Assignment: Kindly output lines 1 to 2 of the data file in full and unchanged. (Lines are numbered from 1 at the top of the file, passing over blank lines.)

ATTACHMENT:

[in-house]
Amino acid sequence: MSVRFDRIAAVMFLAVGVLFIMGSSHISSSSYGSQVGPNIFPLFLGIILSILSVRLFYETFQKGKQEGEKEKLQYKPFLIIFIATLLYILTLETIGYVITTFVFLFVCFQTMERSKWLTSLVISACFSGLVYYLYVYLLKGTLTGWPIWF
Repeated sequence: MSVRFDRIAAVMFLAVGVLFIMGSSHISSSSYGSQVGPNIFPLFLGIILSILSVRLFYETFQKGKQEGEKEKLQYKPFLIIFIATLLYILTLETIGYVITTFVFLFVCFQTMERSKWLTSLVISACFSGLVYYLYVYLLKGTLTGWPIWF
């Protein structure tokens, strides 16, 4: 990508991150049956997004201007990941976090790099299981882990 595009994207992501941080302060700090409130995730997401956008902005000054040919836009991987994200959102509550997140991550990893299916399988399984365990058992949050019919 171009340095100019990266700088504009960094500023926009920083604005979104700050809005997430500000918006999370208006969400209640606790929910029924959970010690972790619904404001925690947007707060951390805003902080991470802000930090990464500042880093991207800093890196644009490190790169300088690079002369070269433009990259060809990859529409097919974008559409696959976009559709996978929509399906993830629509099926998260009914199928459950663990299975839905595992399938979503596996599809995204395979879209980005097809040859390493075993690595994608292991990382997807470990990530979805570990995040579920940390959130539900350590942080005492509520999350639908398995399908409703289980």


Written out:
[in-house]
Amino acid sequence: MSVRFDRIAAVMFLAVGVLFIMGSSHISSSSYGSQVGPNIFPLFLGIILSILSVRLFYETFQKGKQEGEKEKLQYKPFLIIFIATLLYILTLETIGYVITTFVFLFVCFQTMERSKWLTSLVISACFSGLVYYLYVYLLKGTLTGWPIWF